People who adore animals will be quick to tell you how much joy and unconditional love they receive on a daily basis from their furry pals. This feel-good-combo can warm even the toughest person’s heart.
It’s for these reasons that mental health professionals are now also acknowledging those emotions, and the consequential endorphins they release, to help people who suffer from mental health issues.
Renowned psychoanalyst, Sigmund Freud, wasn’t a stranger to this type of therapy and would often include his pet Chow (Jofi) in his therapy sessions with his patients.
Freud was obviously steps ahead of us when he used Jofi, but other mental health professionals are now realizing what this doctor witnessed; pets are good for people!
In this post we are going to cover the past and present of using ESA’s, the mental health benefits they provide, who these ESA’s can help and some interesting facts you will want to know if you plan on getting an emotional support animal of your own.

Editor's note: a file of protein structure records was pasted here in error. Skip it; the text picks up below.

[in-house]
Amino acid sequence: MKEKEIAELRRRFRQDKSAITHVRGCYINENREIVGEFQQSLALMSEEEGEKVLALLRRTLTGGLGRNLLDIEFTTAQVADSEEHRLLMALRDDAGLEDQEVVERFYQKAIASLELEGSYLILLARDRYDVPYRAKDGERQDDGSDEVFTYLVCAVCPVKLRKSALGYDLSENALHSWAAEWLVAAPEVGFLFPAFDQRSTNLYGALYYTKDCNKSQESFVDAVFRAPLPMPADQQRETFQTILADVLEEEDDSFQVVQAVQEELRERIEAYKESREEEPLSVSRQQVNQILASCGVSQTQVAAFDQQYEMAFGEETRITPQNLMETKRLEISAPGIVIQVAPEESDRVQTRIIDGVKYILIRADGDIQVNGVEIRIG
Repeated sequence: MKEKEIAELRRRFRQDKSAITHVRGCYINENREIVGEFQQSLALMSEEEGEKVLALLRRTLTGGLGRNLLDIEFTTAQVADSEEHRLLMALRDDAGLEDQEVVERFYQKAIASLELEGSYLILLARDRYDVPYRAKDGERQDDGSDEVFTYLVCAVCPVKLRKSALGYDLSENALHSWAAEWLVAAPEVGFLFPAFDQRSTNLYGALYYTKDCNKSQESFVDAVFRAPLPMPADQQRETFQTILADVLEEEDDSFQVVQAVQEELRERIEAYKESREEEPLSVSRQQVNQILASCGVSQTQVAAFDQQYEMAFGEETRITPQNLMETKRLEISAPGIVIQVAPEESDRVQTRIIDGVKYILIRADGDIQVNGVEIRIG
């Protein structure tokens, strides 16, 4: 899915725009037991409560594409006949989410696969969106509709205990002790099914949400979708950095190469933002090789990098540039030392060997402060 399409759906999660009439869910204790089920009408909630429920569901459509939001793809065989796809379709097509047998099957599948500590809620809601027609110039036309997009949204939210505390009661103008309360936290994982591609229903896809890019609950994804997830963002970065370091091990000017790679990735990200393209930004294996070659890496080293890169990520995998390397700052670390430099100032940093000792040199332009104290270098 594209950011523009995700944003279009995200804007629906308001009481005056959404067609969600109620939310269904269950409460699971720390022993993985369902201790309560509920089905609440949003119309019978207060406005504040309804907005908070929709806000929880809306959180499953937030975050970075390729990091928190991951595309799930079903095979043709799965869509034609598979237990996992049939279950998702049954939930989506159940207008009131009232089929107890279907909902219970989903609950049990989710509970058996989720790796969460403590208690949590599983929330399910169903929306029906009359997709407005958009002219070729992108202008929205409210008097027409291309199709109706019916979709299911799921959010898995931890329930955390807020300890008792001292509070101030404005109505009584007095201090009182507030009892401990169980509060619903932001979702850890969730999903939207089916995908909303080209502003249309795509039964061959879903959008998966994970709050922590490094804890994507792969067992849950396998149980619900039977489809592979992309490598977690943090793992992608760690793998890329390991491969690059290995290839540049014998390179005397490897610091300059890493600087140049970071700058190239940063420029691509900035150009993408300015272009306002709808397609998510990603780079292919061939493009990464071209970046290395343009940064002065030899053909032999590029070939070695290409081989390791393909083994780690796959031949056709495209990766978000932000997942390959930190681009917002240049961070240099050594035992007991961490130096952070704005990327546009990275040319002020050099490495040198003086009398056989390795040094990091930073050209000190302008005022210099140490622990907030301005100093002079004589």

Ready to qualify for an emotional support animal? Complete the questionnaire in the link below to get started.
The Past and the Present of Emotional Support Animals
Dr. Freud wasn’t the only professional that used a therapy animal with his patients. According to Healthy Pets, it was actually a psychologist by the name of Boris Levinson that observed the way his dog (Jingles) could reach an autistic child when no other human could. Levinson may have discovered this technique by accident in the 50’s, but it has gone on to be a drug-free way to help those with mild to severe mental disabilities.
One organization that stands out and has become a leader of Animal Assisted Therapy is the Delta Society. Based in Australia with approximately 1,000 volunteers, Delta’s AAT program has helped over 20.000 people in hospitals, senior homes, and mental health units. And it’s not just dogs that get called-to-duty, this organization uses llamas, rabbits, horses, pigs, rabbits and even the occasional snake to bring comfort to those in need.